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Monday, March 31, 2014

How to protect yourself from text messaging scams

SMS text message scams
SMS texts that ask for money to be sent may be a scam
By Brennen Kliffmueller

As the world evolves and methods of communication continue to change, so do the methods of those out to steal your money or your identity. Of late, text messaging has become another means by which unscrupulous individuals try to pull information or install malicious software intended to steal personal information. 

By learning how to spot these scam texts and how to respond to them, you can better protect yourself and your family and ensure that your information doesn’t fall into the wrong hands. Many of these methods for recognizing and handling scam texts are the same methods used to handle fraudulent e-mails, and so the lessons could apply to both.

Recognizing a scam text

The first step to addressing a scam is determining when somebody is making the attempt in the first place. What a lot of scammers are most concerned with is obtaining your personal information: bank account numbers, credit card numbers, income information, and even your social security number.

Often times these scam texts will try to create a sense of urgency by saying you have to respond immediately, creating the impression that you could lose money or that your life will suddenly become a whole lot more difficult if you don’t immediately respond. This is a technique similar to what a salesman would use to get you to buy something: create a sense of urgency in order to get you to shut down your critical thinking skills and make an impulsive decision. The text message scam warning is an actual alert issues by a financial institution:

Text message scams
Source: KURL8 News; License: Fair use
Just remember that if it’s somebody you’re doing business with, they likely already have your information and would not be proactively soliciting that information from you. Furthermore, if a situation is really urgent enough to merit immediate response, most businesses will also employ other means of contact beyond simple text messages to include direct phone calls, e-mail, and physical mail. If it’s not somebody you’re doing business with, they aren’t supposed to be sending you unsolicited texts anyway. While political or fundraising messages are legal, and texts from a business you do have a relationship with are legal, unsolicited spam is not.

What not to do

So you’ve received a suspicious text message and are wondering how to respond to it. Replying in general is not a wise course of action as that alone tells the sender that somebody actively uses this number, and opens you up to further irritating texts in the future from this same source. Clicking links or downloading attachments is also bad as the links will often direct you to a website that looks legitimate but is, in fact, fraudulent. Furthermore, downloading anything when you don’t know the source is a terrible idea as this could lead to the installation of difficult to remove malware that is designed to send your personal information to others.

If you think the text could be legitimate, such as something from your bank or another company you do business with, rather than simply following the link in the message a good idea may be to navigate to the website of the company yourself through a web-browser (do NOT simply copy and paste the link, usually manually navigating to the page or googling the name of the business is a better course of action) and log in to your account. If the text was legitimate, and there was something that needs to be done for your account, there will be a notice posted there as well.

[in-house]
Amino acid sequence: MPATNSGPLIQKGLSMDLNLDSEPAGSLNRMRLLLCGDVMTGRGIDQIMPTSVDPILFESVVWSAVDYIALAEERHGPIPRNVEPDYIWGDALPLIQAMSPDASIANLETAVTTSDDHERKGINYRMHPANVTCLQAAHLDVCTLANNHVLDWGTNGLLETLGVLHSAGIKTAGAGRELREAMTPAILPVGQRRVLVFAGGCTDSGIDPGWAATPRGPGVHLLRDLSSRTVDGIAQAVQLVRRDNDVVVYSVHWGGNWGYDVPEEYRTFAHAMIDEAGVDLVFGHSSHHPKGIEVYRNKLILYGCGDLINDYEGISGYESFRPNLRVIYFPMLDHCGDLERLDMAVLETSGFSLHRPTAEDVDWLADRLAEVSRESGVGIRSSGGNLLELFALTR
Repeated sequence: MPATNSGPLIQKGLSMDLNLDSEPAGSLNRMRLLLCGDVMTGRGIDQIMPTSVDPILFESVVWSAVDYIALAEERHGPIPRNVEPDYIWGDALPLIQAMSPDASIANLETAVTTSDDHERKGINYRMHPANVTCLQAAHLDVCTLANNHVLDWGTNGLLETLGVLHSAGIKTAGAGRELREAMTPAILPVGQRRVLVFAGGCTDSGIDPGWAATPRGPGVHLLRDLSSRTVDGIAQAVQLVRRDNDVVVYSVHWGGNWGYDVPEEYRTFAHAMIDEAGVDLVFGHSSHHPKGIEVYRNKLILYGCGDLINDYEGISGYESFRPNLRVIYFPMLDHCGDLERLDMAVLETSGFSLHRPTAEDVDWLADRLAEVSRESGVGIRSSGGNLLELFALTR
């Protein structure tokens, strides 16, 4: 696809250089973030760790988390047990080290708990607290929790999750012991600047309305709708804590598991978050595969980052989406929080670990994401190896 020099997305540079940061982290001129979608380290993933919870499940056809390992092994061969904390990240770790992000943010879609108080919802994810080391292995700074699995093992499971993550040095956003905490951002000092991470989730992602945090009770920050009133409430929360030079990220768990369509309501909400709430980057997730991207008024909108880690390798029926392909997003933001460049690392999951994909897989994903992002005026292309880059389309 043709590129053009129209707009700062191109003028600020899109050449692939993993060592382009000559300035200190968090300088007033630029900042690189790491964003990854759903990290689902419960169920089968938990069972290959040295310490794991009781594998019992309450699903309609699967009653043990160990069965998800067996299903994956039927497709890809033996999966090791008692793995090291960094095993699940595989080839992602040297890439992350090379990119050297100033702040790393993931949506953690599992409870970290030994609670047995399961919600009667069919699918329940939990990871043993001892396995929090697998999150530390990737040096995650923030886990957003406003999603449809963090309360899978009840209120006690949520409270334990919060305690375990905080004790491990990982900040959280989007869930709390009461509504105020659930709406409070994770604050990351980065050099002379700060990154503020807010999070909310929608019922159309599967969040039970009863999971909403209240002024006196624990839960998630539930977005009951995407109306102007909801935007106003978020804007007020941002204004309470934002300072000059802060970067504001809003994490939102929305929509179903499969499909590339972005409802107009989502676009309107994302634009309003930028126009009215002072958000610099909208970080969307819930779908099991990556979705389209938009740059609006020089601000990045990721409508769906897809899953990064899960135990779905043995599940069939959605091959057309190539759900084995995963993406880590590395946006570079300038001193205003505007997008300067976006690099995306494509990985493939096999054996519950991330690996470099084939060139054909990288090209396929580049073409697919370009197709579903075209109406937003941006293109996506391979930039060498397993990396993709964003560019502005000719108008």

If all else fails, contacting the customer service department of the business in question can help to shed light on the situation. This all assumes you actually deal with them in the first place – if you’ve never heard of them before, the best course of action is to simply disregard the message, or better yet: follow the advice below.

How to find help

Once you’ve identified a text message scam, the common response is to simply delete the message and move on, however there is a way you can help others avoid falling prey to this sort of fraud in the future! Most businesses strive to shut down those performing fraudulent activity in their name, and will usually provide an e-mail address or a phone number you can forward fraudulent messages and other information to. Filing a complaint through the FTC is another method, as is forwarding the text to 7726 (SPAM on keypads). Finally, contacting your cell phone carrier for information on how to stop fraudulent text messages is another way to raise awareness about a scam and help to avoid others from becoming victims in the future!

Also, if you find yourself victim of a scam or continuous spam messages, be sure to contact a lawyer to defend your rights. Consumer rights are put in place to protect you! Don't let criminals take over your life.


At the end of the day, contrary to Hollywood portrayals of internet scam artists, keeping oneself safe is generally a question of awareness. People cannot take or steal your information unless you open the door for it, and keeping that door locked will deter most. This is especially true for text messages: simply by being alert and not taking the text at face value can you keep yourself protected and your information secure.

About the author: This article was written by Brennen Kliffmueller, a professional writer and content creator for the Law Office of Scott D. Owens. Brennan knows the importance of proper representation when it comes to protecting your rights and believes everyone should consult a lawyer on any legal matter.

Better Business Bureau

Image license: Alton, GFDL, CC BY-SA 3.0